Chath Dorji here.
Well, the thing of Rabney is long over and gone. I am now back in Golaipang, safe and sound with my family. I had the most memorable Rabney of my life. I think I will never forget the happy moments I had with happy folks of Shingkhar.
When I was a young boy, My mysterious father and mother would always tell me stories about the mythical Lhamo and terrifying Gyembo. One story that I vividly remember is the story about Choejong, their Yak, who farted so bad that it blew up the nose of Gyembo on their way back to Golaipang after Rabney. That's why today, Gyembo has a nose, that looks somewhat flattened with its tip raised.
That is just one side of the story. (especially for curious kids)
The real story, as far as the history goes is that, it goes as back to the time of great Nyingpa master, Longchen Rabjam himself. It is believed that when Longchenpa was mediating in the Tibetan region called Gangri Thoed Kar, the mermaid, (Tshomen) who resided in the lake called Mapham Yumtsho invited the master on many occasions. Although he rejected the initial invitations, he however consented at last to visit the lake once.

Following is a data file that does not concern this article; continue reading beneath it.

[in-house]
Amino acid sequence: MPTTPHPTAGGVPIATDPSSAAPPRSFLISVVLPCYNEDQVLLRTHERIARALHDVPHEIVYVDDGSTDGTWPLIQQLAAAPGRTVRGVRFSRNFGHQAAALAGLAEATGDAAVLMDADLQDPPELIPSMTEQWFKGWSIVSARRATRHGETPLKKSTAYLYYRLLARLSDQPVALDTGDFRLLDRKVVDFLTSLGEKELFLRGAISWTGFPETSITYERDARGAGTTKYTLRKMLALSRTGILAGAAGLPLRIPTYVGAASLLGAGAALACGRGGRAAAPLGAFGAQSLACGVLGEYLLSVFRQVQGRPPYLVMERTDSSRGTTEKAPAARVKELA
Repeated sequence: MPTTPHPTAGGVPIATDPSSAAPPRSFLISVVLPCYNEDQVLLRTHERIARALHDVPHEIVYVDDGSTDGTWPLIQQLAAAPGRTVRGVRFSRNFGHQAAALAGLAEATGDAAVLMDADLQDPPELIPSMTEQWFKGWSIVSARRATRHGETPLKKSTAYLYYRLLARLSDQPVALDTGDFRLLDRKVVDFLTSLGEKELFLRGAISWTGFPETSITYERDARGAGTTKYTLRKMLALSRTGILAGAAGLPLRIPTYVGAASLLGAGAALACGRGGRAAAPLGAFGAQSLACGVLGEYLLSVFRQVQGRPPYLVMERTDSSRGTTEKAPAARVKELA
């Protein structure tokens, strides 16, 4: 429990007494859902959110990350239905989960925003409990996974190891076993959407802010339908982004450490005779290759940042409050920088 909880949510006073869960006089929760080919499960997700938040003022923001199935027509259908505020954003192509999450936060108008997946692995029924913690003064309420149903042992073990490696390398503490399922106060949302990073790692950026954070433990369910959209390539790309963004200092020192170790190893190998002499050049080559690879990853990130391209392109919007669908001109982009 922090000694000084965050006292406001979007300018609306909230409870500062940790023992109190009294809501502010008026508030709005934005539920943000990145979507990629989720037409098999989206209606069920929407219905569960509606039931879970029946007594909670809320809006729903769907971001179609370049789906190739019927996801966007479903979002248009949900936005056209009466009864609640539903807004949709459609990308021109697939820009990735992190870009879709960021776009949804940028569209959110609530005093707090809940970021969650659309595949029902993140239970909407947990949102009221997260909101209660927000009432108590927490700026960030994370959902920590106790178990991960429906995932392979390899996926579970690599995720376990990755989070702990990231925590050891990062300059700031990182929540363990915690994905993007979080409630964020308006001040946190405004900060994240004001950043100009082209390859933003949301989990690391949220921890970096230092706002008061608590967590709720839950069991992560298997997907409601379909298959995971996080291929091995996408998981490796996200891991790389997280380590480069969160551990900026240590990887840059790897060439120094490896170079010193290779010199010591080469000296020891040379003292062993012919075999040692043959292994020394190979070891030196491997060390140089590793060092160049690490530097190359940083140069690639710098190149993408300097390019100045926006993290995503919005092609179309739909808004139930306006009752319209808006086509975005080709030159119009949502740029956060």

When he finally visited the lake, the mermaid requested him to discover something from the lake as Ter (treasure). As requested, Longchenpa discovered a pair of white horn that belonged to a yak.
The master carried those pair of horns with him to Shingkhar. Later when Longchenpa established his seat in Shingkhar, those pair of horns became the main relic of Shingkhar Lhakhang.
Many years after Longchenpa, his disciples composed a dance of a yak. They used the same horn which Longchenpa carried from Tibet. It came to be known as Choejong. Today it is considered as the most sacred relic of the valley.